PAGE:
A VOCABULARY LESSON FOR TODAY
Here’s a valuable word that crops up, from time to time, in Buddhist discourse:
[ Sanskrit: Ehipaśyika “which you can come and see” — from the phrase ehi, paśya “come, see!” ]
It’s considered one of the traits of the Buddha’s teachings, that you can see for yourself. All beings are welcome to put them to the test and see for themselves.
No miracles. No divine messengers. No text written in stone.
No coercion. No fanaticism. No bigotry.
Moreover, the Buddha way is first-person. You use your life as a lens, a light, and a laboratory. ( As a Zen teacher once put it, with characteristic bluntness : no one else can go to the bathroom for you …. but you. )
A famous text expounding this view (a nonattachment to views) is the Kalamas Sutta. We hear there what the Buddha told villagers known as the Kalamas. They’d told him they were confused as to whose teachings to follow, as ascetics would pas through expounding teachings while criticising others. Paraphrasing his reply, he said ——: don’t follow something just because you hear it all the time … nor because you read it in a book [or on a website] …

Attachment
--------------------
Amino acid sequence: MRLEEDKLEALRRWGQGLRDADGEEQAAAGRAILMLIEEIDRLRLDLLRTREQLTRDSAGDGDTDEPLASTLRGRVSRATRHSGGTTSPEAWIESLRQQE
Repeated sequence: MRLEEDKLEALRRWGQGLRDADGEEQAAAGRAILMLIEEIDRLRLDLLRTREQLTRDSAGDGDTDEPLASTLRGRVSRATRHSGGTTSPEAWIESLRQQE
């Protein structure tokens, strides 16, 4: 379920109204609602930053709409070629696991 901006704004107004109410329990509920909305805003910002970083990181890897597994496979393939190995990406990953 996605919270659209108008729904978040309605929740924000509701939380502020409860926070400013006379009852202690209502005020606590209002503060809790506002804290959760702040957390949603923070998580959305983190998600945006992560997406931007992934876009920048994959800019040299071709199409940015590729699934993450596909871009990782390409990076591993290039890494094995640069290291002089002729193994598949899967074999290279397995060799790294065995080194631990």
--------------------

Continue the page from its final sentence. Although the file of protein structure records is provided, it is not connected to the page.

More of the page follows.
…don’t base your spiritual life upon surmise, or axiom, or bias …
…. nor because a person in holy robes says it is so.
Instead, call upon the direct knowledge grounded in your own experience. Truth is in life. So take into account words of the wise, altho’ not passively —but, rather, through constant questioning and personal testing to identify those truths which you are able to demonstrate to yourself actually reduce your own stress or misery. If you thus find something of value, effective in your own life, by all means, take it to heart …
Come … see for yourself …